Environmental Stressors, Land Use Legacies, and Georgia’s Iconic Maritime Forests

The past, present, and future fate of forests on Georgia’s barrier islands is motivating a lot of work in our lab these days….
Together with Warnell faculty colleagues Nate Nibbelink and Clint Moore, we’ve got 4 years of funding to study how multiple stressors —

deer herbivory, hurricane damage, fire suppression, and water availability

— are affecting tree regeneration in different forest types on Jekyll Island.  This project includes not only ecological research, but also social science to examine how different stakeholders understand the connections between deer, climate, management decisions, and the current and future of the forests on Jekyll Island.  It also will include Structured Decision-Making, a methodology that helps analyze how different management strategies will deliver different degrees of “success” in terms of the range of diverse goals and values that different stakeholders may have.

That project dovetails nicely with Hannah’s ongoing work on other Georgia barrier islands, where she’s been investigating how legacies of different land uses are manifest in the structure and functioning of forests today, and how they may be limiting expected patterns of succession.  There, the consequences today’s stressors, particularly deer and feral hog herbivory, are particularly dramatic.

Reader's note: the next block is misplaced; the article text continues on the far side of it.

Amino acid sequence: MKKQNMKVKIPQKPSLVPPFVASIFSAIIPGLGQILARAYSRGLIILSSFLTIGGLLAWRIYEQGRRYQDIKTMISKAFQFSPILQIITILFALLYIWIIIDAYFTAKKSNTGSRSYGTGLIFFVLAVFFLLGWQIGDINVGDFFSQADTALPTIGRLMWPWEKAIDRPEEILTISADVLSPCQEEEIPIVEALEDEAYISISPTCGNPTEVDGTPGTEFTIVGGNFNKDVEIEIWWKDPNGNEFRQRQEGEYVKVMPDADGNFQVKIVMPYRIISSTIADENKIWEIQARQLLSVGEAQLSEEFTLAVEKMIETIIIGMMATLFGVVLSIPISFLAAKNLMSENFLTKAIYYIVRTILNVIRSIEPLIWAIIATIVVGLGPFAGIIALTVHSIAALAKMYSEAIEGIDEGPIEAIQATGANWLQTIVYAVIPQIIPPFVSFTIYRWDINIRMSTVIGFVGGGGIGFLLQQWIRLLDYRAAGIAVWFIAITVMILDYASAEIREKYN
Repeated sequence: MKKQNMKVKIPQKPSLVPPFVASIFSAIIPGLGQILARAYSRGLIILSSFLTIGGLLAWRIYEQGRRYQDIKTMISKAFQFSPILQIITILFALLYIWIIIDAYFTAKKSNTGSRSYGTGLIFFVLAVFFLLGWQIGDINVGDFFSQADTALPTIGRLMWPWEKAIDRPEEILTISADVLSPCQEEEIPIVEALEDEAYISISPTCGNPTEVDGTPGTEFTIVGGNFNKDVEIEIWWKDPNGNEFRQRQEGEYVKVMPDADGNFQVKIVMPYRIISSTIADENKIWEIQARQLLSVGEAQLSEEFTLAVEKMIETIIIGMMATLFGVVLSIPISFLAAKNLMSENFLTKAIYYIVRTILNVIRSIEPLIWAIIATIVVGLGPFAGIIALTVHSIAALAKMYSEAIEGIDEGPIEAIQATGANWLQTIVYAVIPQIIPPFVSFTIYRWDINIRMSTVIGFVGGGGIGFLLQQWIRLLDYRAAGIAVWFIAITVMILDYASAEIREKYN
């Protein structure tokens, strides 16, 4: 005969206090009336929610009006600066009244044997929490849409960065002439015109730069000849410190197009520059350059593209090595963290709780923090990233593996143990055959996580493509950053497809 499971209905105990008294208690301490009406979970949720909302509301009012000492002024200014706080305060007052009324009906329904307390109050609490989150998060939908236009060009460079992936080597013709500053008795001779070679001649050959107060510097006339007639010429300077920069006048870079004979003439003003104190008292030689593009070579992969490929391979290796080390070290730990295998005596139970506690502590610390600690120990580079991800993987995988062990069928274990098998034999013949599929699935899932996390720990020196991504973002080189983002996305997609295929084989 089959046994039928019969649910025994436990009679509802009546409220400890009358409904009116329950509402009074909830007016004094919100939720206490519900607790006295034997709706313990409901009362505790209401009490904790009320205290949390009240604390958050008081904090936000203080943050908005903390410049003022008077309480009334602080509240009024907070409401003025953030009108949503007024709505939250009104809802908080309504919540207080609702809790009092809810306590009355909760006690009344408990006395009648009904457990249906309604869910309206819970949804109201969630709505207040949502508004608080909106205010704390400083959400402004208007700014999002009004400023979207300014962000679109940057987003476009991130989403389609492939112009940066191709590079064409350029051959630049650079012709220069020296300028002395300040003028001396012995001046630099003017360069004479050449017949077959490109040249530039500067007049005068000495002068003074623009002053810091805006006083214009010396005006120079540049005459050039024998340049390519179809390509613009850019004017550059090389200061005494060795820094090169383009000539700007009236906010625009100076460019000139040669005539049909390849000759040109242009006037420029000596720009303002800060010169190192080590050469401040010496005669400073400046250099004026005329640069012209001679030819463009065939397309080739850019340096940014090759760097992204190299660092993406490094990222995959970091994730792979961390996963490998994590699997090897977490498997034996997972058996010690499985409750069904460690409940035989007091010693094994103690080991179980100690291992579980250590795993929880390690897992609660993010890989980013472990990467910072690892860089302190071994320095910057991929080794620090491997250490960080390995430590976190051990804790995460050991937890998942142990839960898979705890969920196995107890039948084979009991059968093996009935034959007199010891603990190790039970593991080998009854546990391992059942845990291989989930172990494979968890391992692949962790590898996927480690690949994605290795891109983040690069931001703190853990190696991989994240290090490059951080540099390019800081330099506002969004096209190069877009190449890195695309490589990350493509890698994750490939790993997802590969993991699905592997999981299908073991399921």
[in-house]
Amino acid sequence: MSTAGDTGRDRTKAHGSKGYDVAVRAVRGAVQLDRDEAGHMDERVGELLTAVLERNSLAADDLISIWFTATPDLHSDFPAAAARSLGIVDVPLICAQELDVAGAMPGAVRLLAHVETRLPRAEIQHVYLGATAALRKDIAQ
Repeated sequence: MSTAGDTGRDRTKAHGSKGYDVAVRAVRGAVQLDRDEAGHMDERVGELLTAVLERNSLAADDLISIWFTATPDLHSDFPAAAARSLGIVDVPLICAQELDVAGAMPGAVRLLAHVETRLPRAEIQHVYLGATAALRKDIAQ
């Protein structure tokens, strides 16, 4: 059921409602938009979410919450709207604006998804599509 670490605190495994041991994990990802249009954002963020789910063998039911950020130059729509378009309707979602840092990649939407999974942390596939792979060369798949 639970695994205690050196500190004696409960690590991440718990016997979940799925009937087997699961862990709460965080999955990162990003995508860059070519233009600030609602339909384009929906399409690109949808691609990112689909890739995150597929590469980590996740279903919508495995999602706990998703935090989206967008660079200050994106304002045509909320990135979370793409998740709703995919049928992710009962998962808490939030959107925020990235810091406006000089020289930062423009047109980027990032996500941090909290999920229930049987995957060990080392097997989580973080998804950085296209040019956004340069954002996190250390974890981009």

oak seedlingLive Oak Seedling
We’re aiming to establish replicated studies of multiple stressors on 4 different barrier islands. This is particularly exciting because it would create much more robust, generalizable understanding of what’s affecting the future of our barrier island forests, and would span areas that are managed with a wide range of different objectives. We are really excited to begin building a community of researchers, managers, and research projects that are all rooted in our shared reverence and fascination with maritime forests!